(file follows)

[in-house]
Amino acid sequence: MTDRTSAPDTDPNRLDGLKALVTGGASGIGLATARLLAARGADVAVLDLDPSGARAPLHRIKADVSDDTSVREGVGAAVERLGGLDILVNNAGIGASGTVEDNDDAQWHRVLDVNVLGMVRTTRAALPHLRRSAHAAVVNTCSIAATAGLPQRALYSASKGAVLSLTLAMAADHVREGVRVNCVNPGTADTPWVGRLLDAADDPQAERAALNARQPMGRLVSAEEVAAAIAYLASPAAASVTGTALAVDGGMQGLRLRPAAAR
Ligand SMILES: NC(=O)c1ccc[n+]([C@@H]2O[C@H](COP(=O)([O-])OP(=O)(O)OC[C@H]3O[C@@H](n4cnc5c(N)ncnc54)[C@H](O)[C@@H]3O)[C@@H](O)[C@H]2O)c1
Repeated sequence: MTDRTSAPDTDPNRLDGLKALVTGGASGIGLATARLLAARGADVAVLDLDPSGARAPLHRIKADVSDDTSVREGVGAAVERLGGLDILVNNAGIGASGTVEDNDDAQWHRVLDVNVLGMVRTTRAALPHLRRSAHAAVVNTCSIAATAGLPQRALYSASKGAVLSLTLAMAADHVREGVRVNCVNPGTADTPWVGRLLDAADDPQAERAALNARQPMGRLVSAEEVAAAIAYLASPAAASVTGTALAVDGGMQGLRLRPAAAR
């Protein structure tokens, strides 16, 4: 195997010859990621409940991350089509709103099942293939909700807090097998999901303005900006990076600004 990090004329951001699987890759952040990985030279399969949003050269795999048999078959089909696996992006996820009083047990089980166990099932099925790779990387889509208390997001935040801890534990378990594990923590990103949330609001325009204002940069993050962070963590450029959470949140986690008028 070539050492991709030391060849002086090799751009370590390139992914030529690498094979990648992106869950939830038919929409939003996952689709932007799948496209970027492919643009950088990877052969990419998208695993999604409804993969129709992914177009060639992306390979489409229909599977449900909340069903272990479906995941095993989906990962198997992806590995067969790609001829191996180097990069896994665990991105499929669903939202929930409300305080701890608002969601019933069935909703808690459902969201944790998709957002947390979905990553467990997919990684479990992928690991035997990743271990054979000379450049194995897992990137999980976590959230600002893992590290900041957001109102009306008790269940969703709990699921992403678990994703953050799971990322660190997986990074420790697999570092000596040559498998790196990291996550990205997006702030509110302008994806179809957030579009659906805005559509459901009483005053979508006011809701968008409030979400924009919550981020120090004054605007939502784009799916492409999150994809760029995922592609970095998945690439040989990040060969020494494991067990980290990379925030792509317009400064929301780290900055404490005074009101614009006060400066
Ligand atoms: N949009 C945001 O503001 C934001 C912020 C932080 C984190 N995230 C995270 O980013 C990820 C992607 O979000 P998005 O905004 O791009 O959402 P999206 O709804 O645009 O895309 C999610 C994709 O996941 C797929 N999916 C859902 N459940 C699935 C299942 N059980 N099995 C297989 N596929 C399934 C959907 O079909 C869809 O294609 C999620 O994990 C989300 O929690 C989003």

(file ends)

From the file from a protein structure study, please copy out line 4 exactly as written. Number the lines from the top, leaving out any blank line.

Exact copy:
Repeated sequence: MTDRTSAPDTDPNRLDGLKALVTGGASGIGLATARLLAARGADVAVLDLDPSGARAPLHRIKADVSDDTSVREGVGAAVERLGGLDILVNNAGIGASGTVEDNDDAQWHRVLDVNVLGMVRTTRAALPHLRRSAHAAVVNTCSIAATAGLPQRALYSASKGAVLSLTLAMAADHVREGVRVNCVNPGTADTPWVGRLLDAADDPQAERAALNARQPMGRLVSAEEVAAAIAYLASPAAASVTGTALAVDGGMQGLRLRPAAAR